Who are these renegades? It seems they have a few commonalities, ranging from age, state, and parental status to privacy attitudes. Eighteen percent of 18 to 24-year olds surveyed felt that they should be allowed to text and email while driving, and the concentration of renegades indeed appears to be in the young-uns: that 18% is double the national average. The 25 to 34-year-old group come in second, with 16% wanting to multitask in their vehicles, followed only slightly more slowly by the 35-44 age bracket with 10%. After that, percentages drop down to 5% and lower in older age groups—it seems that most of these rebels get hit with a dose of safety-juice by the time they hit their mid-forties.

Yet, there is something these folks have in common which points to a concern for safety, even coupled with their desire to type and drive, and that is their tendency toward device-security consciousness. 71% of renegades agree: “For security, I do things such as password-protecting my phone or limiting what is stored on it,” compared to the national average of 30%. Is the line between physical safety and the safety of our information becoming blurred, or is this issue just holding the door for better voice-recognition technology?

Are these renegades simply using mobiles for texting or emailing more than average? MetaFacts survey shows the links between age and texting in general, where 18 to 24-year olds top the charts as well. That age group’s attitude about texting while driving reflects this inclination. Mobile emailers, on the other hand, are led in a close race by the 25 to 34-year-old demographic (42% of 25-34-year-olds use their mobile devices for email vs. 37% of 18-24-year-olds and 32% of 35-44-year-olds).

While age seems one of the main things renegades have in common, gender does not appear to be a significant factor in who texts and drives; only slightly fewer women than men surveyed wanted to use their keypad en route (7% and 11%, respectively). But be they men or women, what might tie these people together is a hunger for better, more streamlined technology.

Judging from the types of phones renegades use, it seems their thirst for new technology may be comparable to their need for untimely texting and emailing. 21% of Android users are renegades, followed close behind by 20% of Apple iPhone users and 16% of Blackberry users. This tech-heavy crowd might just be waiting for the right technology to help them send an email in the car, without having to type it out the old-fashioned way.

Clearly, this scary finding implies a need for a shift in the world of smartphones, and mobile companies should take note. While safety-inducing apps exist to render texting and emailing applications defunct while operating a vehicle, they tend to be geared toward the protective parenting set, which make them seem unlikely that they would appeal to the renegade mindset. In that case, better voice-recognition technology ought to be on the forefront of this issue. Some of this technology is already in place, and the renegade wordsmiths on the roads today seem likely to keep up their bad behavior, favoring accessibility and convenience over safety.

This seems as much an issue for marketing as R&D. The demand for voice-activated texting and email for this niche of rebels, with their busy lifestyles and need for constant quick communication, may lie more in the convenience and speed of the new technology rather than its image as a safety feature.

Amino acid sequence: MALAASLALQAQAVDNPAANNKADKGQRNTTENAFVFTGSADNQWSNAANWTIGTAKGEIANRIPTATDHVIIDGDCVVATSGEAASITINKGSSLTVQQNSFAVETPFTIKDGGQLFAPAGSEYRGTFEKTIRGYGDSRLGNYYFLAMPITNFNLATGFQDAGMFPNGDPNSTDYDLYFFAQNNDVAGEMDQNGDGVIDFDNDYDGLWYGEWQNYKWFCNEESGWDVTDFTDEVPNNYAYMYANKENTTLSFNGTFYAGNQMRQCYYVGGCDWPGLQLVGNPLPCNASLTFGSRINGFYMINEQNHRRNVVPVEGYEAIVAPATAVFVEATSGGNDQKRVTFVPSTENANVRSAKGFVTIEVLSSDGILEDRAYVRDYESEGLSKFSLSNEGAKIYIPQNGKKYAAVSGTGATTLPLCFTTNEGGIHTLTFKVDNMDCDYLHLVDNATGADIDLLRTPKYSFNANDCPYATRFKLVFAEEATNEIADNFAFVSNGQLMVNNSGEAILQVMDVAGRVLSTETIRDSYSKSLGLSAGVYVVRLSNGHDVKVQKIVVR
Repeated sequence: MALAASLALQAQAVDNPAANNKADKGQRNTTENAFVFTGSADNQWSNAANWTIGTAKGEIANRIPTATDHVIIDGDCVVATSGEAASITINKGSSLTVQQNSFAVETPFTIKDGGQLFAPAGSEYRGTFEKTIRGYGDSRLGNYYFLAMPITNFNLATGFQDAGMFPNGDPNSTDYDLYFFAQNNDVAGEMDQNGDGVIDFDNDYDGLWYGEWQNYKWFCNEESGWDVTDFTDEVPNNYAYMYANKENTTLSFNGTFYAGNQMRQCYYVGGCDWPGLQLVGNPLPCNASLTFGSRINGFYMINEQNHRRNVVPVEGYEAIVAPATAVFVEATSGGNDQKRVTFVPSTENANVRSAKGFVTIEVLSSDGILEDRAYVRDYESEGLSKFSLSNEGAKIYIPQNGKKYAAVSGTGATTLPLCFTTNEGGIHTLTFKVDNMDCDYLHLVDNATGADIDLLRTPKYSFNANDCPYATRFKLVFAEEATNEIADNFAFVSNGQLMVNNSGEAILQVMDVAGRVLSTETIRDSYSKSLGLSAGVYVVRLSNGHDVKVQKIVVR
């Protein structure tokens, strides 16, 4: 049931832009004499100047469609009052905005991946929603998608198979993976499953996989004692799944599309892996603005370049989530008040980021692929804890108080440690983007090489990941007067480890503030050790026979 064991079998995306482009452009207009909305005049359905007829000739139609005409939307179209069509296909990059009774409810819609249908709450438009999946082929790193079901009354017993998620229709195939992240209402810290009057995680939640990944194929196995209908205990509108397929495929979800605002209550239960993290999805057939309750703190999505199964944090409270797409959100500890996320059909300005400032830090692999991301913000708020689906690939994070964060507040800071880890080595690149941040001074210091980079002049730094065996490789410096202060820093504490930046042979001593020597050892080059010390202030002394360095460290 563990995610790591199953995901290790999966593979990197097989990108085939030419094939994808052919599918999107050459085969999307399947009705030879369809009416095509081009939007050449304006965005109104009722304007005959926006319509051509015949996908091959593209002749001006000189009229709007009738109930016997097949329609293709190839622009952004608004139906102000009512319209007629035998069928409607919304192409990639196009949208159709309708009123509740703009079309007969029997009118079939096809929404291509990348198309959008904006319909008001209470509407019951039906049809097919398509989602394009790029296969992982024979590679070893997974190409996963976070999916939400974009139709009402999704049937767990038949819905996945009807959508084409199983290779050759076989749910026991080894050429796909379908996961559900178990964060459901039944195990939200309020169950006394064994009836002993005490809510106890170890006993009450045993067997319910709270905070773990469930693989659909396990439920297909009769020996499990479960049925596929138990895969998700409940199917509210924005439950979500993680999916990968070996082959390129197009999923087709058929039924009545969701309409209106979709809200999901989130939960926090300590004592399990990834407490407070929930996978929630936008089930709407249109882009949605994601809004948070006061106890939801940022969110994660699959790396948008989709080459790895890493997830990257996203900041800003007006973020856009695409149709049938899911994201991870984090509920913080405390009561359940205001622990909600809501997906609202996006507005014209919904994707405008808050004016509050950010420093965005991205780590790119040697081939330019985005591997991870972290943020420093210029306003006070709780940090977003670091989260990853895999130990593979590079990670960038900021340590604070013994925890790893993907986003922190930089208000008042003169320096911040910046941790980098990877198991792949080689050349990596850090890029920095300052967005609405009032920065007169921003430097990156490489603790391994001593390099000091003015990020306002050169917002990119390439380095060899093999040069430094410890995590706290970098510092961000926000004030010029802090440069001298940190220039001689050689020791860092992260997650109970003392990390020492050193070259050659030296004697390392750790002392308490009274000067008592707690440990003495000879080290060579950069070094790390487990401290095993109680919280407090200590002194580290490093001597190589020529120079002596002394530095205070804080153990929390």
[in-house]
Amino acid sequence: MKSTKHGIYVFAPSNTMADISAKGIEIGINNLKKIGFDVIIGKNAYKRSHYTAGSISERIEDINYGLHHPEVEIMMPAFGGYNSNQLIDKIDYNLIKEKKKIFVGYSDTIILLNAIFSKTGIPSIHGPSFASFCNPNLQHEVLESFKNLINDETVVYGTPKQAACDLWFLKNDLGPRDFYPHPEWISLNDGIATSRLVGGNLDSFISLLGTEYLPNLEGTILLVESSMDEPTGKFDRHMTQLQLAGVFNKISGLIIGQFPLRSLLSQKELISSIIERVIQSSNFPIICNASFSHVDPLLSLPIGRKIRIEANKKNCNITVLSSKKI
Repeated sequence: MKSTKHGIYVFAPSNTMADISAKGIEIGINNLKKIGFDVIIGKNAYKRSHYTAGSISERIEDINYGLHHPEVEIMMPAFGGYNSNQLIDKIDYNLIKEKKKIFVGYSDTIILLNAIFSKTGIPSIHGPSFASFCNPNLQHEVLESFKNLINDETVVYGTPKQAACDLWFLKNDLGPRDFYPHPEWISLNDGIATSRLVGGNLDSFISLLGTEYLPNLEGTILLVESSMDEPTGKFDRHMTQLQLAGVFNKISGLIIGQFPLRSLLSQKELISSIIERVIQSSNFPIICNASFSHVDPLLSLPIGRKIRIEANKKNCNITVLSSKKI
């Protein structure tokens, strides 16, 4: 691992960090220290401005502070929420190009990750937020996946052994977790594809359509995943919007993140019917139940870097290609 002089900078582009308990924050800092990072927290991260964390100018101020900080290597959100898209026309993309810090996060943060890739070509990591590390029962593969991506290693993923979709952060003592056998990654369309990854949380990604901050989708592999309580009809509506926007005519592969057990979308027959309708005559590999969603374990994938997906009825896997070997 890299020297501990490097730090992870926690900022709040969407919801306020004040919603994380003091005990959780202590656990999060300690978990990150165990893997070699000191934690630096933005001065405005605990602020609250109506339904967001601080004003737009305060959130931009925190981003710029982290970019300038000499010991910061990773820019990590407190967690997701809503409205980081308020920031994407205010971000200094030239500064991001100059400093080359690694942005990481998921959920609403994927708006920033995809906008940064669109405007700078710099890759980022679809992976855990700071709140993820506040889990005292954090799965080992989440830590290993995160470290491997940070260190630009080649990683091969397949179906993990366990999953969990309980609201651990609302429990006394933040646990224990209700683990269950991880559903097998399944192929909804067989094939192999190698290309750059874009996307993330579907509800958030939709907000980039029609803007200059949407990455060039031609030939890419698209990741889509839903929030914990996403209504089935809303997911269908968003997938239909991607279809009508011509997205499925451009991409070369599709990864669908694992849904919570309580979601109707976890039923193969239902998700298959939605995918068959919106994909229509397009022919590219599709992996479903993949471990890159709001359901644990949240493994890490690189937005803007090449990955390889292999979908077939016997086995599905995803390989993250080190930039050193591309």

MetaFacts expects the first early adopters for this technology to include several unique and dissimilar segments: ultra-mobile road warriors, tech-savvy soccer moms, hyperactive smartphone users, Twitter addicts, certain ethnic groups, particularly in states enforcing distracted-driver laws. With that as the case, these texting renegades may be leading voice-activated texting and email out of the periphery so that it can, so to speak, take the wheel.

Source

The results in this TUPdate are drawn from the MetaFacts Technology User Profile Survey. Results specific to this topic can be obtained through a customized report and analysis. Or contact MetaFacts for the MetaFacts Technology User Profile Overview Edition report, which covers the broader range of key trends. View findings in 25 pages of executive summary analysis, 200+ pages of charts and graphs, all supported by 95+ pages of detailed tables. The complete, 300+ page report is delivered to you electronically. This edition is for the U.S. based on the 2010 wave of Technology User Profile gathered among a scrupulously selected set of representative respondents, surveyed both online and offline.

To see other research coverage of Internet products and activities – from smartphones to feature phones, desktops to notebooks, social networking, demographics, and attitudes – see the many other Internet-oriented questions TUP covers on www.technologyuser.com.

About TUPdates

MetaFacts releases ongoing research on the market shifts and profiles for Smartphones, Netbooks, Mobile PCs, Workplace PCs, Home PCs, Moms and Dads, Web Creators, Broadband, and many other technology industry trends and facts. These TUPdates are short analytical articles in a series of specific topics utilizing the Technology User Profile Annual Edition study, which reveals the changing patterns of technology adoption around the world. Interested technology professionals can sign up at http://technologyuser.com/contact/ for complimentary TUPdates – periodic snapshots of technology markets.

About MetaFacts

MetaFacts, Inc. is a market research firm focusing exclusively on the technology industries. MetaFacts’ Technology User Profile (TUP) survey is the longest-running, large-scale comprehensive study of its kind, conducted continuously since 1983, the year before Apple released the Apple Macintosh. The detailed results are a primary market sizing and segmentation resource for leading companies providing consumer-oriented technology products and services, such as PCs, printers, software applications, peripherals, consumer electronics, mobile computing, and related services and products. TUP analyzes key trends and the data-rich source can be dived into more deeply for custom analysis. For more information about the syndicated research service, analysis tools, publications and datasets, contact MetaFacts at 1-760-635-4300.

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Filed under Technology User Overview Report, TUP 2010, TUP 2012, TUPdate